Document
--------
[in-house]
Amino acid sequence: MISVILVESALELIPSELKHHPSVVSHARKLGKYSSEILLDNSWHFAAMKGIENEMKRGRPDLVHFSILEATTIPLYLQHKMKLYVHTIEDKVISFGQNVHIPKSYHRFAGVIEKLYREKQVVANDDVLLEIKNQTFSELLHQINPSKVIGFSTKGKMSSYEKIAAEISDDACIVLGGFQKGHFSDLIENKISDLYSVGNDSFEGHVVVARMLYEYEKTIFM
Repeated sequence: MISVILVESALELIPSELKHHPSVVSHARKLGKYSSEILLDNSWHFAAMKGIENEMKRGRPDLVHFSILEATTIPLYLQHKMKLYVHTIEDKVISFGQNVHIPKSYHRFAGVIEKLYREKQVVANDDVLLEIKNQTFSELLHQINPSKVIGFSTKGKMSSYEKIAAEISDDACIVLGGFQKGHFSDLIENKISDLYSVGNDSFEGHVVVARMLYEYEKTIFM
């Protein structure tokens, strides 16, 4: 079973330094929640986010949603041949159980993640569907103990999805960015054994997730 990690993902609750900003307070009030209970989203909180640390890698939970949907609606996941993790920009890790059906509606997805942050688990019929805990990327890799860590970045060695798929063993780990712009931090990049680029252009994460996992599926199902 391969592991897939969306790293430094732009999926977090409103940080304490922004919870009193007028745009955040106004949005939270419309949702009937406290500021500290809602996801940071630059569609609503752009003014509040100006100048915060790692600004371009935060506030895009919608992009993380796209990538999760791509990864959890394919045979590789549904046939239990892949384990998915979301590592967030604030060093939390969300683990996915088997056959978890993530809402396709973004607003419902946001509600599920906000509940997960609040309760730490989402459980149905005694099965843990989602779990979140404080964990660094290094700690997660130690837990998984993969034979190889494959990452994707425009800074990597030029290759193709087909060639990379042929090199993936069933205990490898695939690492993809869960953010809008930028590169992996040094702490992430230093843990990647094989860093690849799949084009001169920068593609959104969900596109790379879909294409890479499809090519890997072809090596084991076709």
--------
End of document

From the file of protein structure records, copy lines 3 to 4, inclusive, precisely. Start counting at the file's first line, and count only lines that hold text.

Repeated sequence: MISVILVESALELIPSELKHHPSVVSHARKLGKYSSEILLDNSWHFAAMKGIENEMKRGRPDLVHFSILEATTIPLYLQHKMKLYVHTIEDKVISFGQNVHIPKSYHRFAGVIEKLYREKQVVANDDVLLEIKNQTFSELLHQINPSKVIGFSTKGKMSSYEKIAAEISDDACIVLGGFQKGHFSDLIENKISDLYSVGNDSFEGHVVVARMLYEYEKTIFM
């Protein structure tokens, strides 16, 4: 079973330094929640986010949603041949159980993640569907103990999805960015054994997730 990690993902609750900003307070009030209970989203909180640390890698939970949907609606996941993790920009890790059906509606997805942050688990019929805990990327890799860590970045060695798929063993780990712009931090990049680029252009994460996992599926199902 391969592991897939969306790293430094732009999926977090409103940080304490922004919870009193007028745009955040106004949005939270419309949702009937406290500021500290809602996801940071630059569609609503752009003014509040100006100048915060790692600004371009935060506030895009919608992009993380796209990538999760791509990864959890394919045979590789549904046939239990892949384990998915979301590592967030604030060093939390969300683990996915088997056959978890993530809402396709973004607003419902946001509600599920906000509940997960609040309760730490989402459980149905005694099965843990989602779990979140404080964990660094290094700690997660130690837990998984993969034979190889494959990452994707425009800074990597030029290759193709087909060639990379042929090199993936069933205990490898695939690492993809869960953010809008930028590169992996040094702490992430230093843990990647094989860093690849799949084009001169920068593609959104969900596109790379879909294409890479499809090519890997072809090596084991076709």